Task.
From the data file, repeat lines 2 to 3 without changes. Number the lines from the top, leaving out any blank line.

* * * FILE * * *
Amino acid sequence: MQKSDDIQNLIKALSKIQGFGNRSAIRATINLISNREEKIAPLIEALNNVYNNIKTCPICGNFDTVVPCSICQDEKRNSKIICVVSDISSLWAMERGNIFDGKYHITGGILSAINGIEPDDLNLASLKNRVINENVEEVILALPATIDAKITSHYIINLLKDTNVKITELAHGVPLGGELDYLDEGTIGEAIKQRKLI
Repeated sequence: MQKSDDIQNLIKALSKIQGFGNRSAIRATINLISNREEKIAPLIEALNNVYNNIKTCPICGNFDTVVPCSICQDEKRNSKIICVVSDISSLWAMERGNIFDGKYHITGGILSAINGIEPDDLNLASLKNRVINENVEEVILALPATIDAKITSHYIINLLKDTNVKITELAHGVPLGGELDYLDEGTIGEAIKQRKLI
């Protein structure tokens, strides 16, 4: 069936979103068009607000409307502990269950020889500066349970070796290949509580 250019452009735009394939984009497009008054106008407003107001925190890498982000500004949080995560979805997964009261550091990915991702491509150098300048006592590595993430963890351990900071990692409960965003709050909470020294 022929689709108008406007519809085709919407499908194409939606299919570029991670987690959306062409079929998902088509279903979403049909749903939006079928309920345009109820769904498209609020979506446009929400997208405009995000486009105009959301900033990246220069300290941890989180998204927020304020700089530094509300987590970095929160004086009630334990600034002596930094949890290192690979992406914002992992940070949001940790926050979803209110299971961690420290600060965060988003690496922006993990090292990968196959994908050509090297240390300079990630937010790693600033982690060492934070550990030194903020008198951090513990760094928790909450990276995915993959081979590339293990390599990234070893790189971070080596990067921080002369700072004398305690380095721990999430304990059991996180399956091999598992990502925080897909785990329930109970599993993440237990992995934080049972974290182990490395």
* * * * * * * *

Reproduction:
Repeated sequence: MQKSDDIQNLIKALSKIQGFGNRSAIRATINLISNREEKIAPLIEALNNVYNNIKTCPICGNFDTVVPCSICQDEKRNSKIICVVSDISSLWAMERGNIFDGKYHITGGILSAINGIEPDDLNLASLKNRVINENVEEVILALPATIDAKITSHYIINLLKDTNVKITELAHGVPLGGELDYLDEGTIGEAIKQRKLI
């Protein structure tokens, strides 16, 4: 069936979103068009607000409307502990269950020889500066349970070796290949509580 250019452009735009394939984009497009008054106008407003107001925190890498982000500004949080995560979805997964009261550091990915991702491509150098300048006592590595993430963890351990900071990692409960965003709050909470020294 022929689709108008406007519809085709919407499908194409939606299919570029991670987690959306062409079929998902088509279903979403049909749903939006079928309920345009109820769904498209609020979506446009929400997208405009995000486009105009959301900033990246220069300290941890989180998204927020304020700089530094509300987590970095929160004086009630334990600034002596930094949890290192690979992406914002992992940070949001940790926050979803209110299971961690420290600060965060988003690496922006993990090292990968196959994908050509090297240390300079990630937010790693600033982690060492934070550990030194903020008198951090513990760094928790909450990276995915993959081979590339293990390599990234070893790189971070080596990067921080002369700072004398305690380095721990999430304990059991996180399956091999598992990502925080897909785990329930109970599993993440237990992995934080049972974290182990490395």